The call of a sandhill crane is unmistakable, and to those familiar with the bird, it seems to stir something deep in one’s soul. When thousands or millions are present–WOW, this is an amazing spectacle!
Last spring my husband and I spent a few days in Nebraska witnessing the annual migration of the sandhill cranes. For one night we slept in a tiny photography blind–6 feet long, by 5 feet tall by 6 feet wide–and got to see thousands of cranes fly into the river at sunset and then out again at sunrise. It was a unique experience for sure and definitely not for everyone! (No floor or heat, you are forbidden to leave the blind for fear of spooking the birds, and no bathroom –just a 5 gallon bucket!) The birds roost in the shallow water and on the sandbars in the river.
Let’s learn some things about this awesome bird!
1.Sandhill cranes are the most common and wide ranging of 15 species of cranes in the world. Of the 15, 6 are considered endangered.
2. Cranes are one of the oldest living birds on Earth; fossil record found in Nebraska indicate they have been around for 10 MILLION YEARS! To me, this is the most astonishing fact of them all! What a successful bird with a long history.
3. Many people use the term heron and crane interchangeably, but this is not correct. True, both have long legs, long necks, long bills, and a big wingspan–up to 6 feet!– but they are actually only distantly related. Some differences are: cranes live longer–10-20 years rather than herons who live 5-7 years, cranes usually lay only 2 eggs while herons lay 4-7 and cranes fly with their necks straight while herons curl theirs up in flight.
4. 80% of North America’s sandhill cranes use a 75 mile section of the Platte River in Nebraska during spring migration, in March and early April. At the peak, there could be half a million sandhill cranes there! This is one of the most amazing wildlife spectacles on Earth! After leaving Nebraska the birds head north to their breeding grounds in Canada and Alaska.Druing migration they may fly 400-500 miles in one day, usually at an altitude of around 6000-7000 feet, though it is not unusual to see them at 13,000 feet in areas such as the Rocky Mountains.
5. The habitat of sandhill cranes is fields, prairie, marshes and tundra. They nest around marshes and bogs, creating their nests right on the ground. Both sexes help build the nest, which is a mound of plant material pulled up from around the site.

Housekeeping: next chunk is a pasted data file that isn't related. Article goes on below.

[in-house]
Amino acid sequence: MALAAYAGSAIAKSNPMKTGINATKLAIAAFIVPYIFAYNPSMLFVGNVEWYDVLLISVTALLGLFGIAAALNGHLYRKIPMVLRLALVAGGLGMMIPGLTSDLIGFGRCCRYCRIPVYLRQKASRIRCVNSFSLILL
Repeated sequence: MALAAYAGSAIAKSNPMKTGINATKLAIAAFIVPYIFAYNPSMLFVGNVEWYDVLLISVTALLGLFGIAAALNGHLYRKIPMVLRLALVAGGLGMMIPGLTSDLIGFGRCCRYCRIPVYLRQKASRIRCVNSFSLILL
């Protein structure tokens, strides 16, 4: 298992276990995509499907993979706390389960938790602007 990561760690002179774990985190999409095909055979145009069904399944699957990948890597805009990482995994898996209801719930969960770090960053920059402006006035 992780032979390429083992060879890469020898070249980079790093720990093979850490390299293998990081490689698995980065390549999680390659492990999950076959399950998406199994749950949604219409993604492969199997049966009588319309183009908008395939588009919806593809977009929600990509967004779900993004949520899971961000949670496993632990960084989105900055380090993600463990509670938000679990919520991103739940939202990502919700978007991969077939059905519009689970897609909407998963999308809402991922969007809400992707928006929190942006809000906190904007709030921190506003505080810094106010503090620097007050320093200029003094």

6. Most of the time female sandhill cranes lay 2 eggs. Sometimes they might lay only one and in rare instances, they may lay 3. If more than one is laid, it is not unusual for only one to survive. And many will not make it through their first year of life.
7. Both parents incubate the eggs for 29-32 days, though this is not exactly a 50-50 split of duties. Females have night duty and also spend part of the day on the nest.
8. The young cranes, called colts, are able to leave the nest hours after hatching. This is called precocial and many ground-nesting birds do this so they can be less vulnerable to predators like foxes and coyotes. Precocial birds hatch with down feathers, open eyes and the ability to leave the nest within hours of hatching. Colts will make their first flight when they are between 65-75 days old. They will accompany their parents during fall migration and stay with them for about 10 months before striking out on their own.
10. Sandhill cranes are omnivores. They eat a wide variety of material including seeds, grains, insects, snails, tubers,crayfish, frogs, lizards, eggs, and even small rodents or snakes.
So, did you learn anything? Have you witnessed these amazing birds on their fall or spring migration? Do you have anything you’d like to add? If so, feel free to use the comment box below–I always want to hear from you!